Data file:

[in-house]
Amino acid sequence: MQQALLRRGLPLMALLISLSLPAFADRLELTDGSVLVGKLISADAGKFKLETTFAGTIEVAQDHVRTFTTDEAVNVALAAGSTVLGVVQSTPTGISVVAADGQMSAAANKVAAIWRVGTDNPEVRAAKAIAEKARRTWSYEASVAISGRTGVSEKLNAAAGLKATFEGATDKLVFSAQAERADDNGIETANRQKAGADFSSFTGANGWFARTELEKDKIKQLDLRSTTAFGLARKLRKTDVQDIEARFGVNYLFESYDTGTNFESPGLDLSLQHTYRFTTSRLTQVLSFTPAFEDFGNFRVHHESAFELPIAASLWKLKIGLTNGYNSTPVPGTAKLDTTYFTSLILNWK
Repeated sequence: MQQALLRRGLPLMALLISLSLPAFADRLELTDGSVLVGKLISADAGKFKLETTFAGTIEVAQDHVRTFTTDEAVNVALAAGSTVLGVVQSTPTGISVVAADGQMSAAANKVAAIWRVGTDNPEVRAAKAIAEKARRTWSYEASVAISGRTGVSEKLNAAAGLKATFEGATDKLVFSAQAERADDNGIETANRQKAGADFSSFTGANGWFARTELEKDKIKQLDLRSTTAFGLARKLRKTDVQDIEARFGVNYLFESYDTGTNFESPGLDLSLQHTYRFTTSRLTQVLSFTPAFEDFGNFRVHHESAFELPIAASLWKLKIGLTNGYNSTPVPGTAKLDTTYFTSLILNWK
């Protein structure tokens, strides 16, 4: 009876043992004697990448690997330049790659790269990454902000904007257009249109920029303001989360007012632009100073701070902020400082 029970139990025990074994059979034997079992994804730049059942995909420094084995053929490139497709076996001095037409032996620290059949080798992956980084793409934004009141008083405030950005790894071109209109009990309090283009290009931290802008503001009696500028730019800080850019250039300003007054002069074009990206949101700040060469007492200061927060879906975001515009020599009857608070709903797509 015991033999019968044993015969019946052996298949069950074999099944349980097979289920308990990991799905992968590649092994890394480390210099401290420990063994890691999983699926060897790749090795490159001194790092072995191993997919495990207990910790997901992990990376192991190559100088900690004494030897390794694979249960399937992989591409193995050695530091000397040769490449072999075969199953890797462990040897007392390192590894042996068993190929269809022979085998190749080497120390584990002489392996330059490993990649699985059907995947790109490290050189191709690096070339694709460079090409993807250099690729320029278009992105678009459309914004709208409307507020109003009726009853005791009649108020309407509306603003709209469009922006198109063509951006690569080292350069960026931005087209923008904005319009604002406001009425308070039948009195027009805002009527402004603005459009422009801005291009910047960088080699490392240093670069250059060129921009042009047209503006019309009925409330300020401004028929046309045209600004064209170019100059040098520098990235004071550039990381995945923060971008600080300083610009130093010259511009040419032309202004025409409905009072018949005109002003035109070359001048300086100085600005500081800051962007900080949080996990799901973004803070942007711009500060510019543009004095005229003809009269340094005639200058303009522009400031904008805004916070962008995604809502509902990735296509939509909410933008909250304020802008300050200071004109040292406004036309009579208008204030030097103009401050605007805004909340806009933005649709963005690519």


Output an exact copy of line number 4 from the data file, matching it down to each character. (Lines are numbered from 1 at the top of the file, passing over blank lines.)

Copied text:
């Protein structure tokens, strides 16, 4: 009876043992004697990448690997330049790659790269990454902000904007257009249109920029303001989360007012632009100073701070902020400082 029970139990025990074994059979034997079992994804730049059942995909420094084995053929490139497709076996001095037409032996620290059949080798992956980084793409934004009141008083405030950005790894071109209109009990309090283009290009931290802008503001009696500028730019800080850019250039300003007054002069074009990206949101700040060469007492200061927060879906975001515009020599009857608070709903797509 015991033999019968044993015969019946052996298949069950074999099944349980097979289920308990990991799905992968590649092994890394480390210099401290420990063994890691999983699926060897790749090795490159001194790092072995191993997919495990207990910790997901992990990376192991190559100088900690004494030897390794694979249960399937992989591409193995050695530091000397040769490449072999075969199953890797462990040897007392390192590894042996068993190929269809022979085998190749080497120390584990002489392996330059490993990649699985059907995947790109490290050189191709690096070339694709460079090409993807250099690729320029278009992105678009459309914004709208409307507020109003009726009853005791009649108020309407509306603003709209469009922006198109063509951006690569080292350069960026931005087209923008904005319009604002406001009425308070039948009195027009805002009527402004603005459009422009801005291009910047960088080699490392240093670069250059060129921009042009047209503006019309009925409330300020401004028929046309045209600004064209170019100059040098520098990235004071550039990381995945923060971008600080300083610009130093010259511009040419032309202004025409409905009072018949005109002003035109070359001048300086100085600005500081800051962007900080949080996990799901973004803070942007711009500060510019543009004095005229003809009269340094005639200058303009522009400031904008805004916070962008995604809502509902990735296509939509909410933008909250304020802008300050200071004109040292406004036309009579208008204030030097103009401050605007805004909340806009933005649709963005690519």